MORGANTOWN, W.Va. — A proposed reorganization of the Morgantown Utility Board (MUB) is moving to Morgantown City Council’s regular agenda.
An ordinance that would reconfigure MUB’s board of directors and give council final authority over the utility’s projects was discussed during council’s committee of the whole Tuesday night. The proposal would place a member of council on the board, would give the Morgantown City Manager a non-voting seat on the board and would allow council to have final approval on any MUB projects valued at over $1 million.
“We’re trying to improve communications and transparency and trying to make a more cooperative relationship,” said Morgantown Deputy Mayor Danielle Trumble. “I think that this is a good step towards that,” she said.
The decision to bring the ordinance to council’s agenda stems from multiple lapses in communication between the city of Morgantown and MUB. While members of council spoke about the need for improvements, Trumble pointed out construction projects involving MUB, the city and BOPARC as examples of why the ordinance is needed.
“I just think that it’s not respectful for council members who are in charge of approving projects or BOPARC board members who are in charge of White Park, to hear about those kinds of projects in the newspaper,” she said. “Instead of hearing them directly from the people we’re supposed to be partnering with,” she said.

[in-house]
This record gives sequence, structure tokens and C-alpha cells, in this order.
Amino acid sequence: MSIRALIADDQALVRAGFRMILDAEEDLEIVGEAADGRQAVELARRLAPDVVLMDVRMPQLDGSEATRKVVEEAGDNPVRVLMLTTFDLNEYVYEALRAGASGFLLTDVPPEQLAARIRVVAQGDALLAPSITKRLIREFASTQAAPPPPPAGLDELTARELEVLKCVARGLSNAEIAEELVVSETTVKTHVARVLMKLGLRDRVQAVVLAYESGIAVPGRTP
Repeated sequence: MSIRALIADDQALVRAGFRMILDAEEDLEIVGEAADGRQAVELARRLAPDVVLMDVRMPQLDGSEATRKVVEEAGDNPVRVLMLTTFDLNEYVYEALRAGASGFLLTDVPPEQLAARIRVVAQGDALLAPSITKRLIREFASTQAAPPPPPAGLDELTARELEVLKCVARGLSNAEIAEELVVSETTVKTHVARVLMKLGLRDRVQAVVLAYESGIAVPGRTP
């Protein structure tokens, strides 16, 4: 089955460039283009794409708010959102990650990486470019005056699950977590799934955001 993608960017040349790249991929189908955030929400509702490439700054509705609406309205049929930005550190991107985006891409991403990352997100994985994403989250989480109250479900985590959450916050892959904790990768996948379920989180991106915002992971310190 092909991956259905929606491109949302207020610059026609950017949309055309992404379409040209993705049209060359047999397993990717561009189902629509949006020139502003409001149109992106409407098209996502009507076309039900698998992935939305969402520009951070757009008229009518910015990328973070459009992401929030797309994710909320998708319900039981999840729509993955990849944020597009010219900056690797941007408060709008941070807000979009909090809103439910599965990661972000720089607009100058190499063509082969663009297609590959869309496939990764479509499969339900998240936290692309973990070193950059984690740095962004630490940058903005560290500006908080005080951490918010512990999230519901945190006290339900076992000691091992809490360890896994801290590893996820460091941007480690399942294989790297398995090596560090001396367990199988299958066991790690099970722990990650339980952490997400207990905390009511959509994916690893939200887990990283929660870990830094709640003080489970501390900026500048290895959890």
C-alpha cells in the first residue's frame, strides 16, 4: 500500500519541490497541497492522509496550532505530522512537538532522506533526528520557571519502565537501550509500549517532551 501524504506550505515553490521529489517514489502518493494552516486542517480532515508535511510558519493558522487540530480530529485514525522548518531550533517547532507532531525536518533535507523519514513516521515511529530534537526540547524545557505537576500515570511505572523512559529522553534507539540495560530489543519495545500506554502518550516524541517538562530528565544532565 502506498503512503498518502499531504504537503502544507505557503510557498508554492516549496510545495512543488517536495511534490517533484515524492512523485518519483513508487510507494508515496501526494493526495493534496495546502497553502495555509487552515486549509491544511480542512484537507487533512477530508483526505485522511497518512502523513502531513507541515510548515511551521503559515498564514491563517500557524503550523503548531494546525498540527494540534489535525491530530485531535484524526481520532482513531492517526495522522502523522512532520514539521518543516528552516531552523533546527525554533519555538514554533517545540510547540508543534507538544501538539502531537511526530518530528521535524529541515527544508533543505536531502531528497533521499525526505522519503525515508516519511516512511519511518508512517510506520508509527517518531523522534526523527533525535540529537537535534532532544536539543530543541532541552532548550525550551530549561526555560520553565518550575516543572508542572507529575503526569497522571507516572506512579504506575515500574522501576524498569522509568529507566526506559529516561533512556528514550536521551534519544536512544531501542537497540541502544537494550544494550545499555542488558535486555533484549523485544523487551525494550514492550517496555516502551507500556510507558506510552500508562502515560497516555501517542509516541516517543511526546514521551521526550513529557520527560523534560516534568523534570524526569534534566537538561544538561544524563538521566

The construction through White Park has been the source of consternation for several years. Negotiations over the route of the new raw water pipeline grew and MUB’s responsibilities in remediating the park became contentious and some are now miffed at a project to replace dilapidated sewer lines through White Park.
Changes to MUB’s five-member board are expected to be seen rather quickly if the ordinance passes. A seat on the board is expected to be open in October where according to Trumble, council would then vote one of their members onto the board, much as they have done with past board members. City Manager Kim Haws would immediately take a spot as a non-voting member of the board with the rest of the board remaining the same.
“It’s going to remain the same five-member board that it is now,” Trumble said. “There is a term expiring at the end of October so we will use that expiring term to seat a council member,” she said.
Despite council’s general support for the ordinance, MUB ratepayers who live outside of Morgantown city limits spoke against it during the committee of the whole. They expressed concern over the appointments and their potential impact on rates and board representation of over half of MUB’s over 100,000 customers.
The ordinance doesn’t change limits on board members for residents outside of the city (no more than two on the board) nor does it change the requirement of the council to not only approve board members but rate changes as well. Acknowledging those concerns, Trumble said that if the ordinance passes, it will pass for the primary purpose of improving operations between a city and a utility that serves over 40,000 of its residents.
“I hope that we can sit down with some of the MUB administration or MUB board members over the coming weeks and work to make the ordinance work for everyone,” said Trumble.
The ordinance is expected to be voted on before a new MUB board member is elected in October.